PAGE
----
We are Sleepy & Boo, resident DJs on Marquee Fridays, and the musical curators of the night. We conducted this artist-to-artist interview with Steve, the first installment of an ongoing series featuring direct conversations with some of our Marquee guest DJs. It's a chance for the artists to go in-depth and discuss their approach to music and their craft, their perspectives on the current state of the business, or whatever's on their mind as they prepare to come and play at the club. We thought Steve Lawler would be the perfect candidate to begin with, as he's not only a friend of ours who we have worked with before, but he's an industry veteran who has managed to stay at the top of his game throughout multiple cycles of house music's evolution. He's outspoken and doesn't mince words, and he's a self-described perfectionist who stays very hands on in all aspects of his operations.

As electronic music continues to cement its permanence in the United States, the next step in that process is for the less-obvious artists and sounds to become discovered and recognized. Steve Lawler - much like the rest of our Marquee Friday DJs - might be considered "underground", but he is an internationally beloved artist, with a loyal and devoted fanbase, who has been making and producing his own music for over 15 years. While it's unlikely that deep house, or techno, or tech-house - or any of the more "underground" minded sounds - will ever be embraced with the same kind of fervor as the more commercial and pop-minded DJs and tracks, it's certain that some of the new arrivals to electronic music will undoubtedly find an affinity for these deeper grooves as their connection for the music and culture matures.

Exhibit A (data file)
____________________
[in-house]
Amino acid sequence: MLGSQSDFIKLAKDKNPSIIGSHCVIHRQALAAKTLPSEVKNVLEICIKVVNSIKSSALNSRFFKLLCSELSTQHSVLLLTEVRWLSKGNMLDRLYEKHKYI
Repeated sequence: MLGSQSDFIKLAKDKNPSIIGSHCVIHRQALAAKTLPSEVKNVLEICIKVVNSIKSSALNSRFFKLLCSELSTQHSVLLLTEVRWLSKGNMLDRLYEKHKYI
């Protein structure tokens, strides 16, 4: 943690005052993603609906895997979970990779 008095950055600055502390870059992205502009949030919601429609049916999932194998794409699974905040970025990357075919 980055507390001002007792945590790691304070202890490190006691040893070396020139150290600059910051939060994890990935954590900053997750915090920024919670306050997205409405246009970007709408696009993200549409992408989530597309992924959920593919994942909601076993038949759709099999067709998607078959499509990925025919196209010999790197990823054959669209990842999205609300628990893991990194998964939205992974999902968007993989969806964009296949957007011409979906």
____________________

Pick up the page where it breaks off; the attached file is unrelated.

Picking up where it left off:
Set to embark on his first extended tour since he and his wife welcomed their first child, their newborn daughter Avaida, Steve spoke about the challenges of being a new dad, while still juggling the many responsibilities and time commitments that come with being a DJ / label boss in this era.

Congratulations on the birth of your daughter. How's it going so far?

It's the most amazing experience anyone could ever have - and to all the fathers and mothers out there, they know exactly what I'm talking about. It's a complete, I mean, it is what everyone says it is , but until you feel it, you know, it's incredible. The love that you feel is just out of this world. It's just something that I would never, you can't measure - you cannot measure it. So you know, I've been totally blown away, and I'm totally in love with my daughter, and its the best thing that's ever happened to me - its made me feel complete.